Why are businesses bothered about motivation?
Keeping staff motivated is good for business. Here's some reasons why...
- Motivated workers are more productive. Higher productivity usually means higher profits.
- Workers who are motivated are usually happier. In service industries this should lead to better customer service.
- Staff who are well motivated are more likely to stay with the company. This means they will gain experience and become more valuable to their employer.
- If a business can reduce the amount of workers leaving it can also reduce the costs of recruitment as well as maximise the value of training,
Types of Motivation
Motivation can be broken down into two categories:
- Non-Financial Motivators - These are things, other than money, that motivate people to go to work.
- Financial Motivators - This one is all about money and the way businesses can use it to motivate workers.
Non-Financial Motivators - Maslow's Hierarchy
Abraham Maslow put forward his 'hierarchy of needs' to explain why he thought people went to work.
He suggested there were five levels of 'need' that influence a persons behaviour.
1. Basic Needs
2. Safety Needs
3. Social Needs
4. Self-Esteem Needs
Maslow's Hierarchy Continued...
- In a hierarchy the things at the top are more important than those at the bottom.
- Maslow said the lower levels (basic needs) have to be satisfied first.
- Only when these needs have been satisfied will the individual strive to satisfy the higher needs (safety, social, self-esteem and self actualisation).
- For example, hungry, cold people will seek food and shelter first. Once they are well fed and comfortable, they will turn their attention to higher needs, for example the pleasure of being with colleagues.
How Can A Business Provide For These Needs?
Basic needs: A fair wage, a meal and rest facilities.
Safety needs: Job security, safe working conditions, pension schemes.
Social needs: Met by introducing team work and perhaps providing social facilities like a club or sports pitch.
Self-esteem needs: This is about how others see us at work and can be provided for by rewarding staff with status symbols like cars, offices and new job titles. Allowing staff to gain qualifications at work can boost self-esteem too.
Self-actualisation: Achieving your full potential. A business must ensure that promotion is possible and that there are opportunities to use initiative.
Money, and the way it is paid, can affect motivation to work. In your exam, you may be asked to calculate wages and bonuses or to compare one type of payment scheme to another. These are some of the most usual payment systems:
- Bonus Payments
Paying extra money for jobs with difficult hours will usually encourage people to apply for the work. Employees may not want to work longer than their contracted hours but they can often be persuaded to do so by receiving a higher rate of pay. A loyalty bonus can be used to persuade workers to stay with their employer for a long period of time.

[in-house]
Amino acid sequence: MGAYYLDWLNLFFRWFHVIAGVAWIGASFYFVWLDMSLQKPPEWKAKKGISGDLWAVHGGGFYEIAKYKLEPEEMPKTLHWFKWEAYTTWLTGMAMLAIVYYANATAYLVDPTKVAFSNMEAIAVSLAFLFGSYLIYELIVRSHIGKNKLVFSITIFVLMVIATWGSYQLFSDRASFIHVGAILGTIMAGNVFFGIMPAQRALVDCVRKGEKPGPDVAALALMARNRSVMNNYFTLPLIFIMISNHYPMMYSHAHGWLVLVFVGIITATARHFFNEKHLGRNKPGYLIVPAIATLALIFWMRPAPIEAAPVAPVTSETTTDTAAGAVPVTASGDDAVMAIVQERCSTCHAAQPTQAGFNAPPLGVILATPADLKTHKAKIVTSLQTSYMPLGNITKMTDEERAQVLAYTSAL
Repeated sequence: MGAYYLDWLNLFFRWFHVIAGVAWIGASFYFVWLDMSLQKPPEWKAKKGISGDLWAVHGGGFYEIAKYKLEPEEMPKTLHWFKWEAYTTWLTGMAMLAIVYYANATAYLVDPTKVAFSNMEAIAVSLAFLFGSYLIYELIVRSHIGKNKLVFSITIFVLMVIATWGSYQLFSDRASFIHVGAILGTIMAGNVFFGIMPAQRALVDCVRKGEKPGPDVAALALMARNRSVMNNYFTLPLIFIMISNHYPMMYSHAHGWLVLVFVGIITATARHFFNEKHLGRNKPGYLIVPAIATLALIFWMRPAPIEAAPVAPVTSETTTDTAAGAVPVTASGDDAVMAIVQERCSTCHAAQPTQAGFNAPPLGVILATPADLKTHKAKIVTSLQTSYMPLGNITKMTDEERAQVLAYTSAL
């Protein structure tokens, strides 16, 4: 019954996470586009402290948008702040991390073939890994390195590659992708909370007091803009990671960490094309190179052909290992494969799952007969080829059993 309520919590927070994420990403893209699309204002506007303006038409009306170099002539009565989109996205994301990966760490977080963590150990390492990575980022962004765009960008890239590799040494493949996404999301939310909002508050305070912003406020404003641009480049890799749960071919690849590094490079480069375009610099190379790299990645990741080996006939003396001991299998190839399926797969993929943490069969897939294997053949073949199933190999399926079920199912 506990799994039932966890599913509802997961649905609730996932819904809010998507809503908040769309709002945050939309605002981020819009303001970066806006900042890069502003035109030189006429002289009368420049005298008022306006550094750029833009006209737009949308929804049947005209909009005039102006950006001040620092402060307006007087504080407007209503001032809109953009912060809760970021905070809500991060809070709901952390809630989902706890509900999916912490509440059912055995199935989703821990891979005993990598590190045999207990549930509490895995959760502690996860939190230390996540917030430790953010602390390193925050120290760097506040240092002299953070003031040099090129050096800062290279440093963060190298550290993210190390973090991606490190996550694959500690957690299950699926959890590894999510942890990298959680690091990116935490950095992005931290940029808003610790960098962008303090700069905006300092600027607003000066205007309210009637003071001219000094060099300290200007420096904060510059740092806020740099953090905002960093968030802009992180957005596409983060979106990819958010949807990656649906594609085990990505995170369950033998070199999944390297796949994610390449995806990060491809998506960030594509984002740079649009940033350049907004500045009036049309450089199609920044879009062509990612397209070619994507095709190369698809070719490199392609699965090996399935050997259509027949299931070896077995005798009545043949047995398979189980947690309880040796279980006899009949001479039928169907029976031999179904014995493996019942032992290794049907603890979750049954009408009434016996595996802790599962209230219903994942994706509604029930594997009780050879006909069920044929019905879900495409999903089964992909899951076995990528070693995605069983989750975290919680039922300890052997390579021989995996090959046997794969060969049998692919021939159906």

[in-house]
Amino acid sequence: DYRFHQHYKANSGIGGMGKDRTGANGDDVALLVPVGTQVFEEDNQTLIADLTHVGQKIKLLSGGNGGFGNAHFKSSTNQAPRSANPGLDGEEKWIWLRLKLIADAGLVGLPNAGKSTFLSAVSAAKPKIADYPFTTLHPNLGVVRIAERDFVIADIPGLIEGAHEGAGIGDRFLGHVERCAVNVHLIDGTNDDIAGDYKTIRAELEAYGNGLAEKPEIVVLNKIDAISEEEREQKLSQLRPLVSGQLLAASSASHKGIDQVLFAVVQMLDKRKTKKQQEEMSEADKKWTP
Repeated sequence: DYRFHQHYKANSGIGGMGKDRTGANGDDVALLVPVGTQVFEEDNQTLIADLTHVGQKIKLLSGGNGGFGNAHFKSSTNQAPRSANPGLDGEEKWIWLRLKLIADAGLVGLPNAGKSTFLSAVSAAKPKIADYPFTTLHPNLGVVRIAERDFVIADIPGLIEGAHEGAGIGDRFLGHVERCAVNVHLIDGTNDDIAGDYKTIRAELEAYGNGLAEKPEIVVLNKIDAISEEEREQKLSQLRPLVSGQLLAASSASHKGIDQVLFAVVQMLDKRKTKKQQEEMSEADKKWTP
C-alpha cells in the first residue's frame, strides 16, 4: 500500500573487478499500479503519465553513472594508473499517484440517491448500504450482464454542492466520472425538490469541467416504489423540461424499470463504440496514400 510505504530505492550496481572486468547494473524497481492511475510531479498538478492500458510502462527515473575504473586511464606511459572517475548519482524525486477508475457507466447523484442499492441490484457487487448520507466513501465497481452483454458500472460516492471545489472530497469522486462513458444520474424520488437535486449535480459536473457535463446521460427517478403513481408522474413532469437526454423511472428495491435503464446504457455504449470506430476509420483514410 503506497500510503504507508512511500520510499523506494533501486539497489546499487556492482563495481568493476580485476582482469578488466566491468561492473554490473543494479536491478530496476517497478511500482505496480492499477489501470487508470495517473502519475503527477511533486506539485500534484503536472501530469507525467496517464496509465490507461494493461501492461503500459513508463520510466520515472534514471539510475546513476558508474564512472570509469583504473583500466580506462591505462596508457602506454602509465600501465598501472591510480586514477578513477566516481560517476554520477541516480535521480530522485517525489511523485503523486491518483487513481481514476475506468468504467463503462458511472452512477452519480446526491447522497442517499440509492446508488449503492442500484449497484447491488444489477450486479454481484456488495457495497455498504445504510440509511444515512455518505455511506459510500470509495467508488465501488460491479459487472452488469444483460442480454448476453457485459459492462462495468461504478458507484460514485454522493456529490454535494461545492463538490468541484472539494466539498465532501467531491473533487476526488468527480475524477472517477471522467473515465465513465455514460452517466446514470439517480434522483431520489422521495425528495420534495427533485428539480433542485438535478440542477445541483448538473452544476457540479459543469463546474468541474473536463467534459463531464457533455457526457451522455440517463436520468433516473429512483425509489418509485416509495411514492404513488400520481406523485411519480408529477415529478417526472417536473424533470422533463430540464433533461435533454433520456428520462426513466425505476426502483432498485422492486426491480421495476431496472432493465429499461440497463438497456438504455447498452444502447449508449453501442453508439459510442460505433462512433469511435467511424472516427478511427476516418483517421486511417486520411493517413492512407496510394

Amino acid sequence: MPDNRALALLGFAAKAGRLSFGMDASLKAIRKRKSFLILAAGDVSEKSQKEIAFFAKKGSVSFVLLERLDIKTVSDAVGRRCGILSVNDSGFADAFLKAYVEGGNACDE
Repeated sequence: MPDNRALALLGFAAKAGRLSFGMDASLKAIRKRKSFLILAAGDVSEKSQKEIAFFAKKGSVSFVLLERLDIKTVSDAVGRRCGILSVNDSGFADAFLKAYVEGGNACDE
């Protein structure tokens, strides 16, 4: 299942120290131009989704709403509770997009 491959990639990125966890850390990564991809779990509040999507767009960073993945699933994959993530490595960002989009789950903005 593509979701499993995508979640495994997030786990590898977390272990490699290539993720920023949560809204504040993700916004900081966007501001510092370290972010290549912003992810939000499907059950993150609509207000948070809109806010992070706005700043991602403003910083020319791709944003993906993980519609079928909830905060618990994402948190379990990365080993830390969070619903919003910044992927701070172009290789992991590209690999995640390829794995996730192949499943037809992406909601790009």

Other Types of Motivation
A fringe benefit is a payment in kind. Instead of giving money the employer might provide:
- health insurance
- free uniform
- discounted products
- first class travel
It is often cheaper for the employer to provide goods rather than the money to buy them with. A good perk (or fringe benefit) will make an employee reluctant to leave the business.
Most examinations in this subject are based on a case study, which provides a setting for business theory.
Look carefully at your case study to see if there is any information about working conditions.
Think about the kind of financial and non financial motivators which might apply to your given case study.
Exam Question #1
You are the human resources manager of a large company. Feedback suggests many of the workers are unhappy and are looking for new jobs. Recent figures show productivity has fallen. You know that the Managing Director has said there will be no wage increases this year. What improvements could you suggest at the next management meeting which would improve motivation and productivity?
Exam Question #1 - Answer
A good answer will suggest introducing some of the following things:
- Providing a pleasant room for staff to use during breaks.
- Providing subsidised meals or improving the existing canteen.
- Giving permanent contracts of employment.
- An occupational pension scheme.
- Introducing teamworking and giving teams more say in how things are done.
- Advertising job opportunities internally.
- Introducing a newsletter or regular briefing for all staff.
- Rewarding staff with perks like company cars, insurance schemes or discounted goods.
In your answer you will need to show you know about Maslow's hierarchy of needs. Apply it to this case study, giving examples of how the company could meet workers' needs at all levels.
Exam Question #2
In your exam, you may be asked to calculate wages and bonuses or to compare one type of payment scheme to another.
Charlotte works as a care assistant at a privately run care home for the elderly. Here are details of her pay and perks.
- Basic pay - £3.50 per hour for a standard 40 hour week.
- Overtime - averages £15.75 per week. It is paid at time and a half.
- Premium payment for unsocial hours - £20 per week.
- Free meals on duty.
- Free uniform.
- Annual lump sum loyalty bonus - £360.
Exam Question #2
Read through the question again and ensure you are comfortable with all the terms and figures used. Typical questions may include:
What is her basic pay per week?
How much does she earn in total in a typical week?
How much overtime does she do in an average week?
What does she earn annually?